Once an accountant by day, now a superhero highwayman in blue. Read on and find out more…
If you were to write the ‘origin’s episode’ of your writing what would be the most important scenes? What did your early efforts look like? Are they still around to be used as bribes and blackmail material?
There are two surviving examples, and fortunately the older one, from 1994, lives only on my computers! As for the second, more relevant one, yes, it’s out there in my e-book “The Other Robin Hood”. It doesn’t frighten me; the writing is decent, the story is good but because I wrote it first-person, the viewpoint is limited so apart from the closing sequence it’s all a single thread.
All super heroes have their mild-mannered secret identity, what is yours? I promise we won’t tell.
Mild-mannered secret identity? Not so secret, really, it’s just me. When I do any live appearances, be it for a talk or just selling my books, I shall wear full costume and then, I’m Captain James Hind. When I’m in my usual jeans and tee-shirt, I’m the quiet individual who has inhabited this body for the past 63 years. Hell, I’ve been an accountant for most of my life, give me time to re-inflate myself!
Who are your partners in crime? What are their superpowers?
It’s always a team effort. Yes, I write it, but my wife Tanya (who doesn’t like historical fiction much!) tells me what she thinks with total honesty, and I then review those sections and if I deem it necessary, I amend. I use Critique Circle and Scribophiles to critique, then it all goes to Gary Smailes at Bubblecow, and he not only corrects my punctuation and grammar, he checks the historical accuracy and the story strength – I was lucky enough to find an editor who did his degree on the period in history about which I write.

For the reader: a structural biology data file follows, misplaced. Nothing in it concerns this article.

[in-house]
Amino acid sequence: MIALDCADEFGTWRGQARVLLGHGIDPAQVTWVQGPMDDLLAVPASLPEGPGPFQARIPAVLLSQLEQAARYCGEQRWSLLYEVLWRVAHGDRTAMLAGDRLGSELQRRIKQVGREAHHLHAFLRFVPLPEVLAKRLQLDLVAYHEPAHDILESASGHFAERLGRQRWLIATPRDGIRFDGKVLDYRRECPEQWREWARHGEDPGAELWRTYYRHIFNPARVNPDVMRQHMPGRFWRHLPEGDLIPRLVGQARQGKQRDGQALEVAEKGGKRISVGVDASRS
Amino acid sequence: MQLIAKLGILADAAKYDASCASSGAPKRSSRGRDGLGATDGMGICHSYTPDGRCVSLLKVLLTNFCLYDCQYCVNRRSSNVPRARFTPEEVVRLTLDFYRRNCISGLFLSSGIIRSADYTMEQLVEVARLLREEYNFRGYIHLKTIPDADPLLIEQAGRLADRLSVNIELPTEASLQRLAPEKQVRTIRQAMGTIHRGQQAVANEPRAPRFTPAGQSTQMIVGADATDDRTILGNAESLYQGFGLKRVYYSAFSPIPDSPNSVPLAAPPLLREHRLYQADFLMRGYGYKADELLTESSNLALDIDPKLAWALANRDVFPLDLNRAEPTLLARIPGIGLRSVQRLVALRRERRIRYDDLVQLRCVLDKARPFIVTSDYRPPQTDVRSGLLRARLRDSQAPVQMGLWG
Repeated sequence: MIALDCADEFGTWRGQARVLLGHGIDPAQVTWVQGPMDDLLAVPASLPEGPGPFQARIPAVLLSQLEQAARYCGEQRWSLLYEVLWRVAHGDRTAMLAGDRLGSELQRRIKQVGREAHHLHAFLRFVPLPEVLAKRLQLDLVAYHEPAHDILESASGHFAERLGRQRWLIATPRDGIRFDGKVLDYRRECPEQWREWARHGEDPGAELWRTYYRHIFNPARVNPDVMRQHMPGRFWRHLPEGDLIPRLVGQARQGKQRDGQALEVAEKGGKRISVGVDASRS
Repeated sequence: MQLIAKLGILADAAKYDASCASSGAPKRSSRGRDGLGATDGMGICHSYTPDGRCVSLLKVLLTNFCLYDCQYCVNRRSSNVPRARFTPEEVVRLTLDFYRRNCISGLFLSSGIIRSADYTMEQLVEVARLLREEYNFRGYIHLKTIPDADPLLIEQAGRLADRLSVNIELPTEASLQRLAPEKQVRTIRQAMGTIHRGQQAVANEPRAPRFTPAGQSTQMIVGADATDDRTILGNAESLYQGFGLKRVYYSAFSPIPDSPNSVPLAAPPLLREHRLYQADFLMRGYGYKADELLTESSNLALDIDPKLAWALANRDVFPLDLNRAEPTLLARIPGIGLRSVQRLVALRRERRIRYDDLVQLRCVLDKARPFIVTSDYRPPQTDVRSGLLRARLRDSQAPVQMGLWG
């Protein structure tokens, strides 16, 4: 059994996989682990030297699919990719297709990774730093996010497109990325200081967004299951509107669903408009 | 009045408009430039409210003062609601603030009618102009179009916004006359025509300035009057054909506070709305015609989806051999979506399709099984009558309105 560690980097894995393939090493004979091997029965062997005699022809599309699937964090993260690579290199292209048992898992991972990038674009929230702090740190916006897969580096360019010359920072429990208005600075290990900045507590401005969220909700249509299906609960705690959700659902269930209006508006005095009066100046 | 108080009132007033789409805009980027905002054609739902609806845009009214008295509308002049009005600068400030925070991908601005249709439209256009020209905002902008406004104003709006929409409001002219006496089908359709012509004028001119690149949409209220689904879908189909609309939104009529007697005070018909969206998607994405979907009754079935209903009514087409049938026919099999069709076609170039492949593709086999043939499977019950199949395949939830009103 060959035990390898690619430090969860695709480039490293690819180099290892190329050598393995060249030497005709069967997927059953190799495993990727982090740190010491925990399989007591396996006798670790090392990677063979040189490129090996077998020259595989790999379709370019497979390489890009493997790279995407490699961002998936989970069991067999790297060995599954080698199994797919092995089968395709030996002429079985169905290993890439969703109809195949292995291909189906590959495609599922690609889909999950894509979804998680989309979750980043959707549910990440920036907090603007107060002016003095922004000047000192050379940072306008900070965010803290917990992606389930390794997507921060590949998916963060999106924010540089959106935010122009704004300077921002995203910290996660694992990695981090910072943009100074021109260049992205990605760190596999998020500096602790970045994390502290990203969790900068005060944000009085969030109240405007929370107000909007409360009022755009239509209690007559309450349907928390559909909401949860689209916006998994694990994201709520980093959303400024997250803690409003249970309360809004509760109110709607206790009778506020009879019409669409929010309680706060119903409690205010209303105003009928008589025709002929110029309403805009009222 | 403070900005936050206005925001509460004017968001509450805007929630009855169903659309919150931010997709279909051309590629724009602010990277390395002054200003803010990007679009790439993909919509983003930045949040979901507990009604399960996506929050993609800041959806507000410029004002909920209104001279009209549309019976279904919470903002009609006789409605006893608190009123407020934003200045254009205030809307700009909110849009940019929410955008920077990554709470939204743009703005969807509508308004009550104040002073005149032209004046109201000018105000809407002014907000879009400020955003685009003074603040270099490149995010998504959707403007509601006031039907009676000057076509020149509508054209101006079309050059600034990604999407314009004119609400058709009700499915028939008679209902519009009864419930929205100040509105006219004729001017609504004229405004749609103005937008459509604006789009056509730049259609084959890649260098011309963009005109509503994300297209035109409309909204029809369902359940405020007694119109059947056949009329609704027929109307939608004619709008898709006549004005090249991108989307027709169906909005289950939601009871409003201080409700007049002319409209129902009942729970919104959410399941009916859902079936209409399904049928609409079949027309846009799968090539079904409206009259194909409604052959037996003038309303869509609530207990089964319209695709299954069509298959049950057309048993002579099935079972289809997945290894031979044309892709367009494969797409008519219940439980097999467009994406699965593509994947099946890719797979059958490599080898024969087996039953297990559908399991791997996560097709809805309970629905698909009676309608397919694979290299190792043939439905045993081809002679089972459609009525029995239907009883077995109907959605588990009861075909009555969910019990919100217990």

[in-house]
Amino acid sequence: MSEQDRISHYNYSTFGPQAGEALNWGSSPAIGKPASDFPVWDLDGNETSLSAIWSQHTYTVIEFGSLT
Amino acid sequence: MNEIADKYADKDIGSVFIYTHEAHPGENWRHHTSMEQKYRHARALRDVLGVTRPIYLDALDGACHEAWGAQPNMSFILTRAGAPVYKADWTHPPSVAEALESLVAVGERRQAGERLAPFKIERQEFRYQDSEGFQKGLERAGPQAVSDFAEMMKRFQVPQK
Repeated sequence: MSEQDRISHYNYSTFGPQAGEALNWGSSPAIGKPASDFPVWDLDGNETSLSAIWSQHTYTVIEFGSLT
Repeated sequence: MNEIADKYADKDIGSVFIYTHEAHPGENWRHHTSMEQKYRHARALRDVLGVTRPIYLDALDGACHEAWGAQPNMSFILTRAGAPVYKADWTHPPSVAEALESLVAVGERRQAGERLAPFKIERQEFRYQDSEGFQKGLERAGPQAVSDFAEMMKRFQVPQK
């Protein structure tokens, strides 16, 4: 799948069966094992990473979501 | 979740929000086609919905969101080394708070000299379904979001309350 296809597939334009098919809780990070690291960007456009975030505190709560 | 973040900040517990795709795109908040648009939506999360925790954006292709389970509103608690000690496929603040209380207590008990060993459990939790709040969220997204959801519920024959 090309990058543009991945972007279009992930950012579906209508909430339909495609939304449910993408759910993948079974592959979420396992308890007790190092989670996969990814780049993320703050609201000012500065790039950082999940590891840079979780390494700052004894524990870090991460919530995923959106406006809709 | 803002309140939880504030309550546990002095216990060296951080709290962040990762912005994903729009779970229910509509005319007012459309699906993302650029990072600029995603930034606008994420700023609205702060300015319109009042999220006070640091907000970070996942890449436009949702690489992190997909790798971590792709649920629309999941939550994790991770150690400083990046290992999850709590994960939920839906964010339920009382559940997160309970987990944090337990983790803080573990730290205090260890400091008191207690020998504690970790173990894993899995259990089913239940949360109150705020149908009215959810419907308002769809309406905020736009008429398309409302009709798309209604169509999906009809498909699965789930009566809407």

Where do you get your superpowers from?
I can’t honestly say I view them as superpowers – it’s more of ‘it’s just there’. I suppose the obvious answer is my parents; my father was always dogged, and all authors need that quality. He had also, in his youth, been a very accomplished musician, so perhaps some of the artistic leaning comes from that direction. But my mother is where the imaginative bent comes from, I think.
Where is your secret lair and what does it look like?
I’ve commandeered the small bedroom as my lair, and you wouldn’t want to go in there – it’s an utter mess with research printouts and open books everywhere, between and sometimes on the three computers!
What kind of training do you do to keep your superpowers in world saving form? How do you insure they are used only for good?
Everything bad! I do as little exercise as I can get away with, I love crisps and chocolate, I smoke and enjoy a good ale or three. Fortunately, I tend not to put on weight. As for using them for good, I write historical novels only, and any angry outpourings are simply saved on the computer and eventually deleted. Although I will admit, if you upset me enough I’ll insert you as a baddie in my next book and persuade my hero to do unpleasant things to you!
Granted, you probably don’t’ get to wear your superhero costume a lot, but if you did, what would it look like?